Ex parte Midsouth Paving, Inc., et al.
Midsouth Paving, Inc. ("Midsouth"), and Christopher Nivert petitioned the Alabama Supreme Court for a writ of mandamus directing the Tallapoosa Circuit Court ("the trial court") to enter a summary judgment in their favor in an action commenced against them by Yvonne Mason. Mason worked for PeopleReady, a temporary staffing agency, at Midsouth jobsites. PeopleReady initially provided Mason with a hard hat, sunblock, water, and a vest with "Midsouth" printed on it, and Mason kept those items in her automobile. At the job site, Midsouth employees directed and supervised Mason's job duties. Mason was working at a Midsouth job site when Nivert unintentionally drove his pilot vehicle into Mason while he was making a three-point turn. Mason's leg was severely injured, and she received multiple surgeries and remained in a hospital and then a rehabilitation facility for over a month. PeopleReady began paying workers' compensation benefits to Mason after the accident and also paid or her continued medical care. Pursuant to the labor-supply agreement, Midsouth was an insured alternate employer under PeopleReady's workers' compensation insurance policy. Mason also filed the underlying lawsuit alleging claims of negligence; wantonness; negligent hiring, training, and supervision; and negligence per se. Midsouth's motion for summary judgment was denied, leading to the mandamus relief requested in this case. After careful consideration, the Supreme Court found Mason's claims against Midsouth and Nivert were barred by § 25-5-11, § 25-5-52, and § 25-5-53, Ala. Code 1975, of the Alabama Workers' Compensation Act ("the Act"), § 25-5-1 et seq., Ala. Code 1975. Accordingly, the Supreme Court granted the petition and directed the trial court to enter a summary judgment in favor of Midsouth and Nivert. View "Ex parte Midsouth Paving, Inc., et al." on Justia Law
Byrne v. Fisk
Douglas Byrne appealed the grant of summary judgment in favor of Vera Fisk regarding Byrne's premises-liability negligence claim against Fisk. In December 2018, Byrne was a mail carrier working for the United States Postal Service. That evening, Byrne was responsible for a delivery route different from his usual route. Byrne attempted to deliver mail to Fisk's residence in Huntsville. Although Fisk's home was not on his usual delivery route, Byrne had likely delivered mail there before, including within the preceding year. It was dark outside, and it was raining. Fisk's porch lights were not turned on, but Byrne was wearing a headlamp, which was on at the time. Byrne was also wearing slip- resistant boots, as required by his employer. Byrne traversed the five tiled steps leading to Fisk's tiled front porch, where her mailbox was located. According to Byrne's testimony, he was holding the handrail and being careful. However, Byrne slipped and fell backward down the steps. Byrne suffered three fractures in his right femur and a fracture in his hip socket. He was hospitalized for nine days, underwent multiple weeks of rehabilitation, and returned to work in May 2019. In December 2020, Byrne commenced this action against Fisk and fictitiously named parties. Byrne alleged that there were defects in Fisk's premises about which Fisk knew or should have known and that Fisk should have remedied the defects or should have warned him about or guarded him from the defects. Byrne's complaint asserted a negligence claim and a "wantonness/recklessness" claim. The Alabama Supreme Court concluded genuine issues of material fact existed regarding whether a defect or unreasonably dangerous condition existed on Fisk's premises; whether Fisk had knowledge of the alleged defect; whether the alleged defect proximately caused Byrne's injuries; and whether the darkness of Fisk's premises or the rainfall present there constituted open and obvious hazards. Consequently, the circuit court erred by entering a summary judgment in favor of Fisk. Judgment was reversed and the matter remanded for further proceedings. View "Byrne v. Fisk" on Justia Law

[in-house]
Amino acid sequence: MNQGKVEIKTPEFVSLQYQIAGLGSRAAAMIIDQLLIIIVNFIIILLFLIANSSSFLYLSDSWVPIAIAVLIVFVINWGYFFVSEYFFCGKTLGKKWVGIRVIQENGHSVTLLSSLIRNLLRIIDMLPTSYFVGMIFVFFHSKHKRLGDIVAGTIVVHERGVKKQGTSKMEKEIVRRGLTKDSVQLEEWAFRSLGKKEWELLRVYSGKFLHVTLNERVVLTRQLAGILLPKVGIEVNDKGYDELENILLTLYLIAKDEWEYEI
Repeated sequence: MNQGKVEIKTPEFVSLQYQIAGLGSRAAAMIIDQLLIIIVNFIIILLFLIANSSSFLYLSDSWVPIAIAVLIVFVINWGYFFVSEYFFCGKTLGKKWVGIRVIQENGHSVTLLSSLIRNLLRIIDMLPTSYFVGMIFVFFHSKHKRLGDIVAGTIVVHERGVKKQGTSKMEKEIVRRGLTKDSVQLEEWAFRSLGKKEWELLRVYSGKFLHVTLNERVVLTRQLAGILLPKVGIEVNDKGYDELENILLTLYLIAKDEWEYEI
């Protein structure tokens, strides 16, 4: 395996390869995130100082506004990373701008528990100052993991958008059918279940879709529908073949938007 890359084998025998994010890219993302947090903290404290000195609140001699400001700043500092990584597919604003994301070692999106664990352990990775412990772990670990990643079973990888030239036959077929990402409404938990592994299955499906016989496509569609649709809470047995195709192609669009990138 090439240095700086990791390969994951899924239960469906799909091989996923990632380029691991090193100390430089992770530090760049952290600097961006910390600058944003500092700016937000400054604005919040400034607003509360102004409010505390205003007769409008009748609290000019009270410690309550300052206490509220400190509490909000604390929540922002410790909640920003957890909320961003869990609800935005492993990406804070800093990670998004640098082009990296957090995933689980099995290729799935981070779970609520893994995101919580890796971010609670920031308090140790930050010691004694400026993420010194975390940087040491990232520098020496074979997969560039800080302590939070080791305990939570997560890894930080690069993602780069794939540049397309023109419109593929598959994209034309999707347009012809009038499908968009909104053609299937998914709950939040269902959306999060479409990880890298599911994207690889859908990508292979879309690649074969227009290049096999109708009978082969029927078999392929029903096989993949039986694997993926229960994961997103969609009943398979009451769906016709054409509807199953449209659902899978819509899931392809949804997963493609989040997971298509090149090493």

Taylor v. Methodist Home for the Aging d/b/a Fair Haven, et al.
Angelia Taylor, as personal representative of the Estate of Willie Latham, appealed the denial by operation of law of her Rule 59(e), Ala. R. Civ. P., motion seeking to vacate an arbitration award entered in favor of Methodist Home for the Aging d/b/a Fair Haven and its administrator, Maria Ephraim (collectively, "Fair Haven"). While a resident, Latham fell and broke her hip. Latham was eventually transported to a hospital for surgery, and she died a few days later. In November 2019, Taylor, as the personal representative of Latham's estate, filed a wrongful-death action under the Alabama Medical Liability Act of 1987. In December 2019, Fair Haven moved to compel arbitration pursuant to an arbitration agreement Latham had signed. The parties filed a joint stipulation to submit the case to arbitration, and in February 2020 the circuit court entered an order compelling arbitration. In November 2021, an arbitrator issued a final award in favor of Fair Haven. A month later, Taylor filed a notice of appeal. Thereafter, she filed a motion to set aside or vacate the arbitration award. In response, Fair Haven filed a motion for the entry of a final judgment. On February 2, 2022, the circuit court entered an order noting that the purported postjudgment motions were not ripe, because the circuit clerk had not entered the arbitration award as a final judgment. On February 22, 2022, the circuit clerk entered the arbitration award as a final judgment. Taylor's motion to vacate was denied by operation of law 90 days later, on May 23, 2022. The Alabama Supreme Court concluded Taylor failed to demonstrate a recognized basis under 9 U.S.C. § 10 for vacating the arbitration award; the denial by operation of law of her Rule 59 motion to vacate the arbitration award was therefore affirmed. View "Taylor v. Methodist Home for the Aging d/b/a Fair Haven, et al." on Justia Law